Five scientists spent a Friday night on stage competing to see who could best convey the fun of particle physics.
On Friday night, Nov. 16, about 1000 people came out to Fermilab to see five physicists duke it out... with science.
The occasion was the laboratory's first ever physics slam. A physics slam is kind of like a poetry slam—the five contestants were given 12 minutes each to explain a complex particle physics concept to an auditorium filled with laymen. And they had to do it in the most entertaining way they could, because audience applause determined the winner.
The slammers could use anything they wanted to on stage, from songs to props to dancing bears. The objective was to do whatever it took to entertain the audience while talking science.
The first particle physics slam was held at the Max Planck Institute for Physics in Germany a few years ago, and they've been growing in popularity at laboratories and universities ever since.
At the Fermilab event, the slammers tried a variety of ways to bring out the lighter side of physics, and even the audience got into the act. Chris Stoughton had the packed auditorium doing the wave to illustrate the holography of the universe. Deborah Harris called her presentation “The Neutrino Monologues,” and she played five different characters, tracing the evolution of neutrino physics up through Fermilab’s current experiments.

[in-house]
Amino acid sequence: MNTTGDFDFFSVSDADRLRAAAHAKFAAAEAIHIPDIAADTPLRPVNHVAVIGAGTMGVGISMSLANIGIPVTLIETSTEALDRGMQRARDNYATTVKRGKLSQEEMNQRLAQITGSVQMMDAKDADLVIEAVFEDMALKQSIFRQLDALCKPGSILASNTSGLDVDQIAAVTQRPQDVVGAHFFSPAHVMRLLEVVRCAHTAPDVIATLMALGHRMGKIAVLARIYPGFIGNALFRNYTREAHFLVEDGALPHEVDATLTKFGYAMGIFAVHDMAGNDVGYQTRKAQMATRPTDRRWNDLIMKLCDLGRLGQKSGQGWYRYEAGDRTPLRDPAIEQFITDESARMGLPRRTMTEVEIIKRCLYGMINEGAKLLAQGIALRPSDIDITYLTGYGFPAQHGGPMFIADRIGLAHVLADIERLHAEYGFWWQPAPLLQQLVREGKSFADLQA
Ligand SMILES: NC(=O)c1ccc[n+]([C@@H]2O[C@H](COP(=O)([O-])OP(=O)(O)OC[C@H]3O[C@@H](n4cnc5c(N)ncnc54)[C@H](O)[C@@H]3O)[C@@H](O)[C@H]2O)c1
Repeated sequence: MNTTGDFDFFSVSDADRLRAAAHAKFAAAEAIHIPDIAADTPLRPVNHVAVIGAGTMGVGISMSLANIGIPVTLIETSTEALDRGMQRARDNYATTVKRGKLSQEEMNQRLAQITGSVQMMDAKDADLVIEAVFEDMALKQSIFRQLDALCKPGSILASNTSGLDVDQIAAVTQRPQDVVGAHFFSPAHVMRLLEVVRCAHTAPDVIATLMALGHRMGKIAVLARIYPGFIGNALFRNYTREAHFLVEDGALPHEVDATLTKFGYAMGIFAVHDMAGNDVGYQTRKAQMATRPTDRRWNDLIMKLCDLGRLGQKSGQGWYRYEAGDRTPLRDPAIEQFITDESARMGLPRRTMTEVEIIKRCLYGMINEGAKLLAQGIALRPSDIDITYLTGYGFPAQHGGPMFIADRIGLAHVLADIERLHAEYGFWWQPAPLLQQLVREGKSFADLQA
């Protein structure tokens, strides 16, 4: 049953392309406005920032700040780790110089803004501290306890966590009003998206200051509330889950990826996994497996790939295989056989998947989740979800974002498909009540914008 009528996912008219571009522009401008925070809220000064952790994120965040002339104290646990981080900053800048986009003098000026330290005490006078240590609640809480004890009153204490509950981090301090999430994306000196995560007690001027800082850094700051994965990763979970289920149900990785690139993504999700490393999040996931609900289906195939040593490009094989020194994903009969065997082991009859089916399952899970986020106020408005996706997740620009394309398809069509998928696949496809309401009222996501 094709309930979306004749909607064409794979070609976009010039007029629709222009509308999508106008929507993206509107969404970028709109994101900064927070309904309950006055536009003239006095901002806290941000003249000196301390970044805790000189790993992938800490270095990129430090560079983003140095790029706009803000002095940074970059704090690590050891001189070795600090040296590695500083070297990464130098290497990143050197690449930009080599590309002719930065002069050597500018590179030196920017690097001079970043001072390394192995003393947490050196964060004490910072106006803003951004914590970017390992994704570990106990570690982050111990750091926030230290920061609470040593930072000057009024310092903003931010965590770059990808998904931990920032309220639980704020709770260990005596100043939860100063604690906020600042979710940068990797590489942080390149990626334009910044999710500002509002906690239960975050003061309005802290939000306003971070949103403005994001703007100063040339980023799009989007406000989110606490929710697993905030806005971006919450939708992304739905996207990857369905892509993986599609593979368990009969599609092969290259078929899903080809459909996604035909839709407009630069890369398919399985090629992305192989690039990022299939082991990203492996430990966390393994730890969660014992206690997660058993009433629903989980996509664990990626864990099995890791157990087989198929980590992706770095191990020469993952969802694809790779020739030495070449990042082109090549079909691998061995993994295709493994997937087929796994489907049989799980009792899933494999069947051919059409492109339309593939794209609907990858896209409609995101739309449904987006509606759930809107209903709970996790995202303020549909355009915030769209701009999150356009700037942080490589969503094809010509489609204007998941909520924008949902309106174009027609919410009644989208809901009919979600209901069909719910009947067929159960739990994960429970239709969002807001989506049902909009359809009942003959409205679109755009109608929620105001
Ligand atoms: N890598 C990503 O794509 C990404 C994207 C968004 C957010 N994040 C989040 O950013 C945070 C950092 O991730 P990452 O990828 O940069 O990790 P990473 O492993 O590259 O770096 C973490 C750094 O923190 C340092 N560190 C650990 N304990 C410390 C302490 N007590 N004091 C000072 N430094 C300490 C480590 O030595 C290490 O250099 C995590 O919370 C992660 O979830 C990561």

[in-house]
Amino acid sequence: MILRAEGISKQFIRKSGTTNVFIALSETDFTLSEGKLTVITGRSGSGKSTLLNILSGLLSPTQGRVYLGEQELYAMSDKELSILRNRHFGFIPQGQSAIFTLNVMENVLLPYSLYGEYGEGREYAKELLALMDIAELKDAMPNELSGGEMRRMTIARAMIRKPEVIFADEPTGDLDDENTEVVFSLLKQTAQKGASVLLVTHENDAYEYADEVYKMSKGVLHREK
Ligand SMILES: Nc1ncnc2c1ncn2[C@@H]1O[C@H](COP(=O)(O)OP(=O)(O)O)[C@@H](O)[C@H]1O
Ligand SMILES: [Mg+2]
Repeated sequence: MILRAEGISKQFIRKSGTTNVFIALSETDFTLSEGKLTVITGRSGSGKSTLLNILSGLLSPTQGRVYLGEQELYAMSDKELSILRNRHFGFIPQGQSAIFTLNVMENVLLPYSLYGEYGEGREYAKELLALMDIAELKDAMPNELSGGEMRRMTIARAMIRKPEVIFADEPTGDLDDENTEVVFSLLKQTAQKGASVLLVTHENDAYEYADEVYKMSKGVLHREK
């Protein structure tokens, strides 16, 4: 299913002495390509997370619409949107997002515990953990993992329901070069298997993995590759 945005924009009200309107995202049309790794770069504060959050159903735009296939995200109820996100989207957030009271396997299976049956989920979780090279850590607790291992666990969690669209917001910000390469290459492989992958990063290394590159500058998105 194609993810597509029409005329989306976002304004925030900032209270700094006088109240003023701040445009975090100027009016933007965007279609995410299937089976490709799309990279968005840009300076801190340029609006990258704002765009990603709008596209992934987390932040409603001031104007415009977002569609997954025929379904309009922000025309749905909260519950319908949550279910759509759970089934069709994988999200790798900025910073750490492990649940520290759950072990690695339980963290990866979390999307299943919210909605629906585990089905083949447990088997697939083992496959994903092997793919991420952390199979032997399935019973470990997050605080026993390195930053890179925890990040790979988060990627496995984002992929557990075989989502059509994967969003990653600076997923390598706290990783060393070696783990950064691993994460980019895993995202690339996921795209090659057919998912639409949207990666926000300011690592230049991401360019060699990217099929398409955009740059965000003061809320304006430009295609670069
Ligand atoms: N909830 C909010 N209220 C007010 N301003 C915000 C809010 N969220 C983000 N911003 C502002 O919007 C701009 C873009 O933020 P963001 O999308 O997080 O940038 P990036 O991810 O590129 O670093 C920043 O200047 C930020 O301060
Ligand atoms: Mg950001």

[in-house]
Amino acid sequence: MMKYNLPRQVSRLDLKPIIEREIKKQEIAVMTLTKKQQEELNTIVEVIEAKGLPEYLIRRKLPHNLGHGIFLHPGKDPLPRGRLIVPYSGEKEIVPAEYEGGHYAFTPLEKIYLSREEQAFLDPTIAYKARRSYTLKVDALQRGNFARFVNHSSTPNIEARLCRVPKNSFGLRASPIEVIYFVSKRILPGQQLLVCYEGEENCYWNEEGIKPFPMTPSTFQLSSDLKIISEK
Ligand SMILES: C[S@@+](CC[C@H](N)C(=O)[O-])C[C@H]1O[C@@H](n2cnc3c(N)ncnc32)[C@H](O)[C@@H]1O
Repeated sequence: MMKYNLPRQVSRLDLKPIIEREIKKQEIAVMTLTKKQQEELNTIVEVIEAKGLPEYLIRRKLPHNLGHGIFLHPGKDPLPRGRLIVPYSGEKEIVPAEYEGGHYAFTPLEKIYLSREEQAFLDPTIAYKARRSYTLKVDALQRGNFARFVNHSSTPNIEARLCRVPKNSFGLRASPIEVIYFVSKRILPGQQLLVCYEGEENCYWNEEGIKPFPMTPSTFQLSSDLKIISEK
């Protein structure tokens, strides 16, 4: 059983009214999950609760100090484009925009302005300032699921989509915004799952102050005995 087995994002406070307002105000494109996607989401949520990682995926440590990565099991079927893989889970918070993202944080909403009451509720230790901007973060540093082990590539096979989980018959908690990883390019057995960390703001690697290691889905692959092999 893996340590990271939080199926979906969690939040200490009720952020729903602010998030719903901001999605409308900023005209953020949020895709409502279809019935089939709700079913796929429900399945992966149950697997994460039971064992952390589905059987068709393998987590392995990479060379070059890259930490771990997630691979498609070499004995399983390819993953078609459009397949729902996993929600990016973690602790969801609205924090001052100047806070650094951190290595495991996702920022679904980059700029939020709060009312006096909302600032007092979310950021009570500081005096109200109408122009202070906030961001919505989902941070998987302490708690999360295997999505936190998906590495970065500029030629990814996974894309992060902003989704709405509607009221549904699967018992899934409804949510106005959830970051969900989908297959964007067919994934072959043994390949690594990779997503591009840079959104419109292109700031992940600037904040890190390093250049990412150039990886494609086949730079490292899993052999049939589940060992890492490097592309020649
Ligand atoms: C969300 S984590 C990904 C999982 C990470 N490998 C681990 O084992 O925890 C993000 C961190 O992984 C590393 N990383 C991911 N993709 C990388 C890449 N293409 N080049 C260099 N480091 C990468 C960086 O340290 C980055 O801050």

Doug Glenzinski had the audience cracking up at fabricated pictures of himself accepting a Nobel prize and talked about the experiment he hopes might get him one: Mu2e, which will try to catch muons changing into electrons. And Bob Tschirhart worked Danica Patrick and dogs playing poker into a talk about one of Fermilab’s big future experiments, Project X.
But it was Stuart Henderson who took home the prize. He spiced up a talk about how particle accelerators can alleviate the problem of nuclear waste by bringing in Homer Simpson and a graphic from The Onion about a giant science machine.
An applause meter iPad app was used to determine the winner.
A version of this article appeared in Fermilab Today on Tuesday, Nov. 20.